Welcome to Commencement 2022

President Sonya Stephens muses on time, place and perspective as the Class of 2022 embark on the journeys of their post-Mount Holyoke College lives.

May 22, 2022

Trustees, honored guests, members of the faculty, colleagues, distinguished graduates, Class of 2022 and friends and families, good morning! 

I join Karena Strella, chair of the Mount Holyoke Board of Trustees, in extending to you a warm welcome, as we celebrate together the exceptionally accomplished graduates of the Class of 2022, our Frances Perkins scholars, graduate students and our singular honorary degree recipients. 

As we begin this ceremony, I’d like to open the celebrations by taking a moment to recognize the Mount Holyoke faculty who have worked with great dedication and intellectual energy to support the graduates’ academic achievements. Class of 2022, graduate students, will you please join me in thanking the faculty and in recognizing them for all that they are and all that they have given while accompanying you on your journey to this moment.

Along the way you have also been supported by the generous and loyal staff of the College, and I know that they, too, join me in congratulating you and in sending you from this cherished place with their warmest wishes for your continued success and happiness. And then there are all the friends and family here with us today, along with the many who are celebrating you from afar. So, before you each accept the degree that you have earned and so richly deserve, I invite you to take another moment now to acknowledge ALL those who have supported you on this journey. [Please give them all a round of applause]

In preparing for this day, for your graduation and Mount Holyoke’s one hundred and eighty-fifth Commencement, I have been thinking a lot about time and place — about the many challenges of this time in our history, of your time at Mount Holyoke and about how this place, nevertheless, anchors us in a sense of possibility and change, of shared pursuits and common values. I’ve been thinking a lot about how time passes — slows down or speeds up — in our perception, about how events in the future that seemed distant are suddenly upon us, and about how memories are often surprising, revelatory or raw. I’ve been thinking about how we work toward deadlines and ends in which there are new beginnings. Sometimes both the ends and the beginnings reveal themselves in the fullness of time, sometimes they seem linear, but often they are not. 

I was thinking about this (about time, place and perspective) as I was walking this beautiful campus, captivated by a connection of the changing views I had of the towers of Mary Lyon Hall and Clapp Laboratory, which shift and coalesce in a dance of perspective as you move around and down the sloping grounds. This brought to mind a scene from Proust’s “In Search of Lost Time,” which goes like this:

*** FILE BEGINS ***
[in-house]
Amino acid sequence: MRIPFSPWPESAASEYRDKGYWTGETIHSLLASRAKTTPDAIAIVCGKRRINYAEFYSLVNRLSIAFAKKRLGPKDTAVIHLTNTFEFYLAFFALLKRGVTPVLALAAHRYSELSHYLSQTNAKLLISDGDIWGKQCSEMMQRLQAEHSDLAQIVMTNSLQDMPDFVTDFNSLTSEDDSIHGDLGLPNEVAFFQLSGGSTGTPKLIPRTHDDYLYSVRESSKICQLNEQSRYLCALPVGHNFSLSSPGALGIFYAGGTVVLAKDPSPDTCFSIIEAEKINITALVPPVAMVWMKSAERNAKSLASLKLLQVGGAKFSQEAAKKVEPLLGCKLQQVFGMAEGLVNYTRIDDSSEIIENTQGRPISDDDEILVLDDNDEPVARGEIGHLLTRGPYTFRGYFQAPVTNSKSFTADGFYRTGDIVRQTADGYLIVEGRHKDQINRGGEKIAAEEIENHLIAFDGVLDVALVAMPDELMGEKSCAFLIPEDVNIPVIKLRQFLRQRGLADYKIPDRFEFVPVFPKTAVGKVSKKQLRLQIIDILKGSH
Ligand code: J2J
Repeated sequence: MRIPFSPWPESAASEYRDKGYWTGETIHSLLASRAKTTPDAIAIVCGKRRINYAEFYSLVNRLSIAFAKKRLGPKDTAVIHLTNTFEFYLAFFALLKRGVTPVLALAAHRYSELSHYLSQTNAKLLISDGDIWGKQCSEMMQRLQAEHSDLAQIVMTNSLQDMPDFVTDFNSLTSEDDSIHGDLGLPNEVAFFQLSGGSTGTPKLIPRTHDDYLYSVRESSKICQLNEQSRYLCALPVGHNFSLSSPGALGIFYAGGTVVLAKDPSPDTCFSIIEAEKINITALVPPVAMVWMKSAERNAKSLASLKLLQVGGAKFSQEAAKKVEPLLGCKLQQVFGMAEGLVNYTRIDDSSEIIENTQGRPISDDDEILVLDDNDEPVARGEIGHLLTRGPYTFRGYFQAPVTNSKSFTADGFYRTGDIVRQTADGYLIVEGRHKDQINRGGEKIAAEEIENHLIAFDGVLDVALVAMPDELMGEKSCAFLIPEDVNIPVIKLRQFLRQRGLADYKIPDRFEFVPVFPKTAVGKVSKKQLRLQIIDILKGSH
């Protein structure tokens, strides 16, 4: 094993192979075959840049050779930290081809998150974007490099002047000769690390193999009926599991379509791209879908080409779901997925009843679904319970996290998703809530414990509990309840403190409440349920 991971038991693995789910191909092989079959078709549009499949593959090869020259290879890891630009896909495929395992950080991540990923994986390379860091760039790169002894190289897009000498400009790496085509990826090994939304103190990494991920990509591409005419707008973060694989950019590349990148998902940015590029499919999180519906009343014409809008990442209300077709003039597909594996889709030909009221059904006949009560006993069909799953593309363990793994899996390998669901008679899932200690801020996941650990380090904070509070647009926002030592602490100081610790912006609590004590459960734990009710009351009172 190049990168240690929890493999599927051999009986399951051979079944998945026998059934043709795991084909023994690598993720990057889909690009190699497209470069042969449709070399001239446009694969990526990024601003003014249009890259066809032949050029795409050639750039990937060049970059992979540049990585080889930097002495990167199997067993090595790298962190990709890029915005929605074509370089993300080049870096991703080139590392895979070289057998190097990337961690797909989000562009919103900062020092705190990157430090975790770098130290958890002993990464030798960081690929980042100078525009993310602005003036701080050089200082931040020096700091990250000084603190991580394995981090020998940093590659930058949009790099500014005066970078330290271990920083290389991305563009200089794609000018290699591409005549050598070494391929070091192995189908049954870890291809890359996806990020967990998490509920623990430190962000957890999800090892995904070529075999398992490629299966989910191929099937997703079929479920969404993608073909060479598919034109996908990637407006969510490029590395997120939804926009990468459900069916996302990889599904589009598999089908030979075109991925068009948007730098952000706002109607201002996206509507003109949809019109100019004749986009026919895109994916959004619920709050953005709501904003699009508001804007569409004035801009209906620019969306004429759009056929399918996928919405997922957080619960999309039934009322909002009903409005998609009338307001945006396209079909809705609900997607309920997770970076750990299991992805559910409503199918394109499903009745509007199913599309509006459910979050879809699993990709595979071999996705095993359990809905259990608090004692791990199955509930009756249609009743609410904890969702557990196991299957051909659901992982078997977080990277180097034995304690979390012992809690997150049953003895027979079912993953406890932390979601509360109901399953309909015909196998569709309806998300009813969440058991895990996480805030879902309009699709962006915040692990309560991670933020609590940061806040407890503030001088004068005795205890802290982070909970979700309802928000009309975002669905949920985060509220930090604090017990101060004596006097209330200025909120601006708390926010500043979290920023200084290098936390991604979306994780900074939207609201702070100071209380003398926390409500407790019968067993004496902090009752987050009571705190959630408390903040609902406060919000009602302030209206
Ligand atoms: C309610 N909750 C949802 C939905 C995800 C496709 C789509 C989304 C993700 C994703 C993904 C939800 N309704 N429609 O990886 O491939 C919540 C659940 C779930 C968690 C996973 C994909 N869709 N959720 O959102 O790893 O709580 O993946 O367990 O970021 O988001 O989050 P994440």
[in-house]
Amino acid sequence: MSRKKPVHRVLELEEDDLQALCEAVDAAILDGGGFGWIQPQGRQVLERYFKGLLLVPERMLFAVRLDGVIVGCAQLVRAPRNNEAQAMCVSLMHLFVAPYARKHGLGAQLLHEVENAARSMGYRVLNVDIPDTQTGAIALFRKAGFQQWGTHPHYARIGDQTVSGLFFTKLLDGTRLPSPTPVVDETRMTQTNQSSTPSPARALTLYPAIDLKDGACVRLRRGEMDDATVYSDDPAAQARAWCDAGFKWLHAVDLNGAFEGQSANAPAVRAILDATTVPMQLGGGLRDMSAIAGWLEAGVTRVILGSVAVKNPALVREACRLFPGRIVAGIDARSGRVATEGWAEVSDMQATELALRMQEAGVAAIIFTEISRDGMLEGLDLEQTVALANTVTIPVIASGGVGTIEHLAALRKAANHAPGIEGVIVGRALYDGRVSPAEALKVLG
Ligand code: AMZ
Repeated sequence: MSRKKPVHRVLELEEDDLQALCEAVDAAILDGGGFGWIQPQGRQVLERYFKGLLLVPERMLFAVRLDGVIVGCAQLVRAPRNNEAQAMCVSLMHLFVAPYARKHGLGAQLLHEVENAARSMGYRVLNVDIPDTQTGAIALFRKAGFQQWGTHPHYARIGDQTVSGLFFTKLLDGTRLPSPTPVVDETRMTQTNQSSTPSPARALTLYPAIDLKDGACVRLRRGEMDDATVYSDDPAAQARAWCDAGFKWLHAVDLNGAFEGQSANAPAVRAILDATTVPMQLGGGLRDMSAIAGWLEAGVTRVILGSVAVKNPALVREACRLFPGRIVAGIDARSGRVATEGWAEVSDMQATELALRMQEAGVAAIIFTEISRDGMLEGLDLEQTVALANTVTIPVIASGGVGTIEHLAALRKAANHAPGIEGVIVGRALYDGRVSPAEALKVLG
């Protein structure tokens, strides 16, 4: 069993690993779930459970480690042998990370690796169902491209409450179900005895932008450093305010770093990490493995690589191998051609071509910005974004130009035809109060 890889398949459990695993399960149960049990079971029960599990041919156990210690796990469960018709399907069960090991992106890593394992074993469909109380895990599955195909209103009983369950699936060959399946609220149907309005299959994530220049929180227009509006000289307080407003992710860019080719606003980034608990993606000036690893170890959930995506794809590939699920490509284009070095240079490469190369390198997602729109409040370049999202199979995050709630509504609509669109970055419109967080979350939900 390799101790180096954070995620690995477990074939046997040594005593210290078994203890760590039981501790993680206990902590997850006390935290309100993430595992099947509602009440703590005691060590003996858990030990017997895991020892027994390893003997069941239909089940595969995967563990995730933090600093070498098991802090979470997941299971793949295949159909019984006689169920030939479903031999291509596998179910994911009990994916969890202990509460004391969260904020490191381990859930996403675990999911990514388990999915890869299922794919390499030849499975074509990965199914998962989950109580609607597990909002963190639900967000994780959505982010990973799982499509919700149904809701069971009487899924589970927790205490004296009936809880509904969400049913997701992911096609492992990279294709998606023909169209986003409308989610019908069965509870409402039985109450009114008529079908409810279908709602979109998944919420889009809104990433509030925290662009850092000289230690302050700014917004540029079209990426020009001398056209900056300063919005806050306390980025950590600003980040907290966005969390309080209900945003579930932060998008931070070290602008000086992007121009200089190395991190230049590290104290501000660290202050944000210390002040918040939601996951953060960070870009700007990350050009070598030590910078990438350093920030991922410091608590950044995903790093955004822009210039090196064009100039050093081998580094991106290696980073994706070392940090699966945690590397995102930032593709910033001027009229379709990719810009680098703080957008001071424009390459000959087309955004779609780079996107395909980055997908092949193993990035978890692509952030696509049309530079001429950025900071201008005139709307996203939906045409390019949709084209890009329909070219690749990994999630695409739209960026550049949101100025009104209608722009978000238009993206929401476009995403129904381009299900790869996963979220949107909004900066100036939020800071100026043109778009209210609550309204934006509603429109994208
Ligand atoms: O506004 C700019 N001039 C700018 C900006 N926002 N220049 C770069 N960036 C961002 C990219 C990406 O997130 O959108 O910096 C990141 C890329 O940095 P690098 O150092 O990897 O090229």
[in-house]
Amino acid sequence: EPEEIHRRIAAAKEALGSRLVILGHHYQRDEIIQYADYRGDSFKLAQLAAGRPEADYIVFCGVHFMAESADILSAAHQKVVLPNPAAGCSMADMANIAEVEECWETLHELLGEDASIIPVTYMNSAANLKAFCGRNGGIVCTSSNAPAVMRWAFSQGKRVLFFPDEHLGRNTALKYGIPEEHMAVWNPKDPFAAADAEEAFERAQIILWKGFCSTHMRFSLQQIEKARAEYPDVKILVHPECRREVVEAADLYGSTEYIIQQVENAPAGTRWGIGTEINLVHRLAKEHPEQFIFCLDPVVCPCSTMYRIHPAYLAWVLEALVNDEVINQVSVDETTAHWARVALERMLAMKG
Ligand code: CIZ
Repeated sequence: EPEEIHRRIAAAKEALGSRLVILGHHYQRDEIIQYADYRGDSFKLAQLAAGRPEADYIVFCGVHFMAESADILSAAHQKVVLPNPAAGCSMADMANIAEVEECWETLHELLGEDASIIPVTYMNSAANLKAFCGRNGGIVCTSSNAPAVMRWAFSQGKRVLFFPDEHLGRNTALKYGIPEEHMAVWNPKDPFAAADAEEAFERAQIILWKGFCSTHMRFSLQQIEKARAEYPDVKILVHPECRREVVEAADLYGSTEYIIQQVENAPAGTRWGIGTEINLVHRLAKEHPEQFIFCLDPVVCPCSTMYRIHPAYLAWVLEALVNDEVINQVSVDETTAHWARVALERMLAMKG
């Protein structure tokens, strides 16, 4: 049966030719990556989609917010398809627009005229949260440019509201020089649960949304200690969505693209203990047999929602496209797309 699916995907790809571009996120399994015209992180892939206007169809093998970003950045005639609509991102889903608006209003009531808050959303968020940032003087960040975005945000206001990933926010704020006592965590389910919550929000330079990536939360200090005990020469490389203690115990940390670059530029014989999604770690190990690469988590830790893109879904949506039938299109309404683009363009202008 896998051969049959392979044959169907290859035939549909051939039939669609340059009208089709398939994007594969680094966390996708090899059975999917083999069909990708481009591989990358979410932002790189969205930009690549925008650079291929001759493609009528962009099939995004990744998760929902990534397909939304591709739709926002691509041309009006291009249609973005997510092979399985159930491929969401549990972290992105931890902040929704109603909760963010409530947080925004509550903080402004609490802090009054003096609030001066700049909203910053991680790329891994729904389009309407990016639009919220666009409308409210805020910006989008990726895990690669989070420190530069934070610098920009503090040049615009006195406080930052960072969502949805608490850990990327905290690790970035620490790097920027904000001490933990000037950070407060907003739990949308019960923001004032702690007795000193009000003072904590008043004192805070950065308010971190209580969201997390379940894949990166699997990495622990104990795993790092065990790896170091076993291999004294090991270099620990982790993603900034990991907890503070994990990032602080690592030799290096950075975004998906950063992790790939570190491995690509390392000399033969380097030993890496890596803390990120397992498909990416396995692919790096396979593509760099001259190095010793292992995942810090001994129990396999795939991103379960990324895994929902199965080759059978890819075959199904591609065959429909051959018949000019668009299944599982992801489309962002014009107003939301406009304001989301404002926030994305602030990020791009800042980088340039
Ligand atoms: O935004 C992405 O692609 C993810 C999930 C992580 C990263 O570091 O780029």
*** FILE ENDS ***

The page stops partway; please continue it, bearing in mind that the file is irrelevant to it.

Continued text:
At the bend of a road I suddenly experienced that special pleasure which was unlike any other, when I saw the two steeples of Martinville shining in the sun and appearing to change position with the motion of our carriage and the winding of the road, and then the steeple of Vieuxvicq, which, though separated from them by a hill and a valley and situated on a higher plateau in the distance, seemed to be right next to them. As I observed, as I noted the shape of their spires, the shifting of their lines, the sunlight of their surfaces, I felt that I was not reaching the full depth of my impression, that something was behind that motion, that brightness, something which they seemed at once to contain and conceal [emphasis added].1

In this passage, the narrator, a young Marcel, experiences something beyond shifting perspective. And, in the telling of this experience, the narrator, an older Marcel, embeds this prose poem written by his younger self, reframing it both for himself and for the reader. When he recounts it, there is an additional layer of sense-making (the subsequent work of the intellect) that provides a different perspective again as he grapples with the “essence” of the steeples, “the mystery which lay behind them.”2 This is, then, a metaphor to which the narrator returns when thinking about the relationship between how we see and how we make sense of the world and others around us. It’s a metaphor for how perspective changes over time and in relation to place. And it’s a metaphor for sensation, intuition and intellect in an ever-evolving relationship to one another and to reality.